To What Extent Have Labour Continued the Conservatives Education Policy

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To What Extent Have Labour Continued the Conservatives Education Policy

        Traditional Conservative and Labour policy through the years have been different for the most part.  However the 1997 Labour government has been different from those that preceded it, this is due to the emergence of the more centre, mainstream New Labour.

        There have not been very many major differences in Education policy since Labour came into power. Labour have kept Grammar schools and have changed the names of what were city technology colleges, to city academies.  Labour have also turned many schools in specialist schools that specialise in certain areas.  These policies have faced criticism as private companies are sponsoring academies, which go against the traditional labour belief of nationalisation.  Grammar and specialist schools are also argued to be creating a two-tier system of comprehensive education, with Grammar being better than most and schools that specialise in subjects such as P.E, music and art are argued to be poor at the other, perhaps more important subjects.

        In some cases Labour have adapted or furthered ideas the conservatives started.  League tables for schools were introduced in 88 by the conservatives Labour have adapted them so that the schools results take into account the schools intake, area and resources, this is called value added. Grant Maintained schools where the LMS has the most influence on the budget have simply changed to foundation schools where the head controls the budget.  The basic principle of the school has remained even though Labour said they would get rid of GM schools.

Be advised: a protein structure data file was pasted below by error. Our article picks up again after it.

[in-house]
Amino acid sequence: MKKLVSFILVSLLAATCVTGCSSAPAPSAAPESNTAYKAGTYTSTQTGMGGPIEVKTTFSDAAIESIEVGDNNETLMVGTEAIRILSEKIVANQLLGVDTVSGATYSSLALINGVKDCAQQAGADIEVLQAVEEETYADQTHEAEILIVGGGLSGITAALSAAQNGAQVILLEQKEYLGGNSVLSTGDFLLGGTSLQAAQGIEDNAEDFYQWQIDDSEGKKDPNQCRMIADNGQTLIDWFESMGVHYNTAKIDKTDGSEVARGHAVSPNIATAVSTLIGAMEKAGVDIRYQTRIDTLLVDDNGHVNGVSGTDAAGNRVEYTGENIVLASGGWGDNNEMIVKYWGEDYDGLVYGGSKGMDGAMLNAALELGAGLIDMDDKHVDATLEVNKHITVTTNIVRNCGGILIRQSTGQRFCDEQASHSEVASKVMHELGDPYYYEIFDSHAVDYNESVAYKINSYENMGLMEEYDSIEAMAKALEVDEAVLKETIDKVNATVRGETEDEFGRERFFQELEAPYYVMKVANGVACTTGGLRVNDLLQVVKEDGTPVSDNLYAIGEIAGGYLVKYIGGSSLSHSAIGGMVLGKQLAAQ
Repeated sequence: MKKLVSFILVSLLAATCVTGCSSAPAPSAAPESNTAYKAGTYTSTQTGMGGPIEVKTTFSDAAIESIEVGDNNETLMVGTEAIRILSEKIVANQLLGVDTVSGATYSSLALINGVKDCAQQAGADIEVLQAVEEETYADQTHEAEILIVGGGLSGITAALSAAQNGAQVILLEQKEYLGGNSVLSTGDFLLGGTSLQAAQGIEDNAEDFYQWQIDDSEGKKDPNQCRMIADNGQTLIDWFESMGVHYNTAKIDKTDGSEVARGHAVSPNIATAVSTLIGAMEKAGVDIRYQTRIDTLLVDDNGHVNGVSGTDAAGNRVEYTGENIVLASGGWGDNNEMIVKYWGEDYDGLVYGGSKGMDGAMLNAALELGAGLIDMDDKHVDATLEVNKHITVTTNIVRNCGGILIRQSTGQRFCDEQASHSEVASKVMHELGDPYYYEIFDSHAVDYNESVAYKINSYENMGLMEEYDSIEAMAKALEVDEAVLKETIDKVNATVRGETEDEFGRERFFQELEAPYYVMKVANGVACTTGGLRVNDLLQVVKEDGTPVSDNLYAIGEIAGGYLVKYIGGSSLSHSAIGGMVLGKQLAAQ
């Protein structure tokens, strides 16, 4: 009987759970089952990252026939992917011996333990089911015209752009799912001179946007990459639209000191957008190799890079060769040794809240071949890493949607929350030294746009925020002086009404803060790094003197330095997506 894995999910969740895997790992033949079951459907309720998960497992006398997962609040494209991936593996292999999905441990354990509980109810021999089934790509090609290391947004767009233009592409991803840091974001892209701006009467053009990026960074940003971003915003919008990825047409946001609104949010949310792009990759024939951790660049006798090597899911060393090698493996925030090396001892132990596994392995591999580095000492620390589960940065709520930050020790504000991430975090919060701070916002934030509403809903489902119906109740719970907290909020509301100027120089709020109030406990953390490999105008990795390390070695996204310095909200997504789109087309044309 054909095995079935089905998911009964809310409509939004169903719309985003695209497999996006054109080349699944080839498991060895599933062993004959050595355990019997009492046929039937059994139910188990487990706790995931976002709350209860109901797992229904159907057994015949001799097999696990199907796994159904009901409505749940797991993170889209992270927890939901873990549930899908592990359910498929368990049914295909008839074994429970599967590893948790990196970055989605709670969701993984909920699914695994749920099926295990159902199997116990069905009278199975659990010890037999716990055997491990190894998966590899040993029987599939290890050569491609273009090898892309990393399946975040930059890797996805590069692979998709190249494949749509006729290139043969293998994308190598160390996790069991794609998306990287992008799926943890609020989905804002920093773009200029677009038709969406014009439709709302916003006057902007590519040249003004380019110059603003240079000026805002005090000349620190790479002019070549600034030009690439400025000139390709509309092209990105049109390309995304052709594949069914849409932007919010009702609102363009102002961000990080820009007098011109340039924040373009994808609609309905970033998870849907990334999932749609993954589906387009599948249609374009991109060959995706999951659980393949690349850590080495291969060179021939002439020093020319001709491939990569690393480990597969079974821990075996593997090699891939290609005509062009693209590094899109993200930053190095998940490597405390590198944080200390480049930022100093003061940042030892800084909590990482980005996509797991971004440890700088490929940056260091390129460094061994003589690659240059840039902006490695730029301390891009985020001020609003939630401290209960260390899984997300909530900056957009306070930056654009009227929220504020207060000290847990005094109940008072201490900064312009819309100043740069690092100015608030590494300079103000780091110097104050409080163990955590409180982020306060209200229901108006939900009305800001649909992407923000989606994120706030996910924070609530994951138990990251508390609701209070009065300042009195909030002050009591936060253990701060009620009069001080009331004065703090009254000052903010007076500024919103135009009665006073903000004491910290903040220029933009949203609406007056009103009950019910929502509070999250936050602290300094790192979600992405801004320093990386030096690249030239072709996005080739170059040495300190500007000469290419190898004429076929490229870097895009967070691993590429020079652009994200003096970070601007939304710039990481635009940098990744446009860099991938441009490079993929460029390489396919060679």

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        However in many cases Labour have just kept Conservative policy.  SATs have remained since introduced in 88 despite heavy criticism.  OFSTED have remained as the schools inspectors, University expansion has continued although the Conservatives now oppose it.  Compulsory Competitive Tendering has remained.  Labour have continued to name and shame failing schools, which has produced schools such as the Phoenix school.  And policies that go completely against traditional Labour policy have remained such as Private schools maintaining their charity status meaning they don’t have to pay taxes, although the only charitable service they provide is taking money from affluent families to ...

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